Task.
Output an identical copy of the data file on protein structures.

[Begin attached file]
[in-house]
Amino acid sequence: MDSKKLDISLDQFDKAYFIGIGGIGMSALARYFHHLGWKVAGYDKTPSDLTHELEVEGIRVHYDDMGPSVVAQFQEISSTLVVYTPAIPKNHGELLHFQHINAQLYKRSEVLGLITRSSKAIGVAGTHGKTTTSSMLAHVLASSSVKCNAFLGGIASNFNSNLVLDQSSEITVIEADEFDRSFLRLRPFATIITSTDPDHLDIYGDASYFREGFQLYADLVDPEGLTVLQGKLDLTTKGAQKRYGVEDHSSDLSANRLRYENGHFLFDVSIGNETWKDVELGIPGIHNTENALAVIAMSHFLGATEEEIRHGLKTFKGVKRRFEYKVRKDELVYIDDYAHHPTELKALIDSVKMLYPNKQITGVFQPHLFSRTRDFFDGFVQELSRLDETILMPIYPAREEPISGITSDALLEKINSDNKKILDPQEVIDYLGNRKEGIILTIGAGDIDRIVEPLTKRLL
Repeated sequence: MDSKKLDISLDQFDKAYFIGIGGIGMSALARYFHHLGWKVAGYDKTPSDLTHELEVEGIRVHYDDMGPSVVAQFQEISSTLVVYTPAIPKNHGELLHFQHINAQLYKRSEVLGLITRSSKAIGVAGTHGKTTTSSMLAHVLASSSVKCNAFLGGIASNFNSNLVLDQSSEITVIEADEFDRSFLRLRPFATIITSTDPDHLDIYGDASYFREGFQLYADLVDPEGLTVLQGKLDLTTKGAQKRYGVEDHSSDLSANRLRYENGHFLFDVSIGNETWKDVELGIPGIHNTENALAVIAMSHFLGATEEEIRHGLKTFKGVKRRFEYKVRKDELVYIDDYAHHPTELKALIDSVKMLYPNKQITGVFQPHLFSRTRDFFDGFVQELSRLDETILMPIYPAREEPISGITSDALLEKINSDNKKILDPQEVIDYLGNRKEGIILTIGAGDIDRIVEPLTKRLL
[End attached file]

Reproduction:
[in-house]
Amino acid sequence: MDSKKLDISLDQFDKAYFIGIGGIGMSALARYFHHLGWKVAGYDKTPSDLTHELEVEGIRVHYDDMGPSVVAQFQEISSTLVVYTPAIPKNHGELLHFQHINAQLYKRSEVLGLITRSSKAIGVAGTHGKTTTSSMLAHVLASSSVKCNAFLGGIASNFNSNLVLDQSSEITVIEADEFDRSFLRLRPFATIITSTDPDHLDIYGDASYFREGFQLYADLVDPEGLTVLQGKLDLTTKGAQKRYGVEDHSSDLSANRLRYENGHFLFDVSIGNETWKDVELGIPGIHNTENALAVIAMSHFLGATEEEIRHGLKTFKGVKRRFEYKVRKDELVYIDDYAHHPTELKALIDSVKMLYPNKQITGVFQPHLFSRTRDFFDGFVQELSRLDETILMPIYPAREEPISGITSDALLEKINSDNKKILDPQEVIDYLGNRKEGIILTIGAGDIDRIVEPLTKRLL
Repeated sequence: MDSKKLDISLDQFDKAYFIGIGGIGMSALARYFHHLGWKVAGYDKTPSDLTHELEVEGIRVHYDDMGPSVVAQFQEISSTLVVYTPAIPKNHGELLHFQHINAQLYKRSEVLGLITRSSKAIGVAGTHGKTTTSSMLAHVLASSSVKCNAFLGGIASNFNSNLVLDQSSEITVIEADEFDRSFLRLRPFATIITSTDPDHLDIYGDASYFREGFQLYADLVDPEGLTVLQGKLDLTTKGAQKRYGVEDHSSDLSANRLRYENGHFLFDVSIGNETWKDVELGIPGIHNTENALAVIAMSHFLGATEEEIRHGLKTFKGVKRRFEYKVRKDELVYIDDYAHHPTELKALIDSVKMLYPNKQITGVFQPHLFSRTRDFFDGFVQELSRLDETILMPIYPAREEPISGITSDALLEKINSDNKKILDPQEVIDYLGNRKEGIILTIGAGDIDRIVEPLTKRLL